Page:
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CROWN POINT — A Griffith man was led off in handcuffs Wednesday after a judge sentenced him to three years in prison for shooting into a busy Walmart last year, shattering a window and striking fear in Region shoppers.

Alex C. Hughes, 27, was convicted in November of criminal recklessness, a level 5 felony, in the Sept. 30, 2018, shooting at the Hobart Walmart off U.S. 30.

A jury found Hughes not guilty of the highest charges, including attempted murder, aggravated battery and a criminal organization enhancement.

Kyran J. Hawthorne Sr., 26, of Gary, and his then-9-year-old son were wounded in the shootout between Hughes and a man who accompanied Hawthorne and others to the store. Hughes and Hawthorne were members of rival Gary gangs, police said.

Lake Criminal Court Judge Salvador Vasquez said the jury determined Hughes acted in self-defense when he shot Hawthorne, and he respected the verdict. 

However, the jury determined Hughes did not act reasonably when he fired multiple rounds into the front of the Walmart and attached Burger King restaurant, Vasquez said.

"At that point, it was not self-defense," Vasquez said. "You continued to fire your weapon after all danger had passed."

Over the objection of defense attorney Russell Brown, Vasquez allowed Lake County Supervisory Deputy Prosecutor Michael Toth to present images from Hughes' cellphone that had been excluded from trial.

The photos showed Hughes with an assault rifle and the handgun used in the Walmart shooting, which he later turned over to the prosecutor's office. Images also showed large amounts of cash, suspected drugs and Hughes flashing gang signs.

Brown asked Vasquez not to consider the photos, because it wasn't clear when they were taken.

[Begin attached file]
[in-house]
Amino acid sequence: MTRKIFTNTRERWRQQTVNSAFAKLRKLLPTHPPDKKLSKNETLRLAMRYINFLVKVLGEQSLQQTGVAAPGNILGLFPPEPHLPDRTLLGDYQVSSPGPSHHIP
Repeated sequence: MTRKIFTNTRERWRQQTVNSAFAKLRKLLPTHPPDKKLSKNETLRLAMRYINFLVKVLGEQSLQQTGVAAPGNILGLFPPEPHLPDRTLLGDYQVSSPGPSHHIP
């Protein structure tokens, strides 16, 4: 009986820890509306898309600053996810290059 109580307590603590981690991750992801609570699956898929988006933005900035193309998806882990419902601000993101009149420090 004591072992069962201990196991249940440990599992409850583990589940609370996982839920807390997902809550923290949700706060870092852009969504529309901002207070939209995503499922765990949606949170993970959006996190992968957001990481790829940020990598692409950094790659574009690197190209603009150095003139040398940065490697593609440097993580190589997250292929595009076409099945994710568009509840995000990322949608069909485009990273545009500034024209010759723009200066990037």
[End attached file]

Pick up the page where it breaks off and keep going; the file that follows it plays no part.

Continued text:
Vasquez said it was proper to admit the photos, which reflected how Hawthorne's background came into play the night of the shooting.

"When this violence that's in the background of these events comes to the foreground, and the foreground is a crowded place, a neighborhood, a playground, we're not just talking about you and Hawthorne anymore," Vasquez said. "Now, as a community, we're affected by your problem."

It was the location of the shooting that generated so much media attention, Vasquez said.

"Now you brought fear to people that should not be in fear," he said. "You brought hesitation to people who should not hesitate to come into a public place."

Brown said Hughes "didn't do a drive-by" and shoot into the Walmart. Two or three shots hit the Walmart, all of which were intended for Hawthorne, he said.

"The only reason why Walmart was hit was because Mr. Hughes is a bad shot," Brown said.

Hawthorne and his friends confronted Hughes in the parking lot, forcing Hughes to draw a gun to chase them off, Brown said.

Toth said Hughes fired 16 shots, four of which hit the Walmart, while about 200 people were inside. Four or five people inside the Burger King had to dive for cover, he said. 

It wasn't a drive-by shooting, but Hughes was "calm and collected as he strolled through the parking lot and shot," Toth said. 

Afterward, Hughes strolled by police and left the area, and didn't come forward for more than a week. Police eventually arrested him after a high-speed pursuit, Toth said.

Hughes may be a "bad shot" as Brown claimed, but he testified at trial, "'I wasn't aiming. I don't even know if I hit him,'" Toth said.

Hughes denied being a gang member at trial and in his most recent pre-sentence investigation report, but he admitted a gang affiliation in a previous pre-sentence report, he said.

Vasquez rejected Brown's request to suspend Hughes' sentence in favor of probation.

"This is not a probation case," the judge said.

Hughes will receive credit for jail time served before he was able to post bond in the case.

Brown asked Vasquez to consider ordering Hughes be placed in the Community Transition Court program after completing two years of his three-year sentence.

Vasquez refused.

"He will be evaluated like everyone else," he said. 

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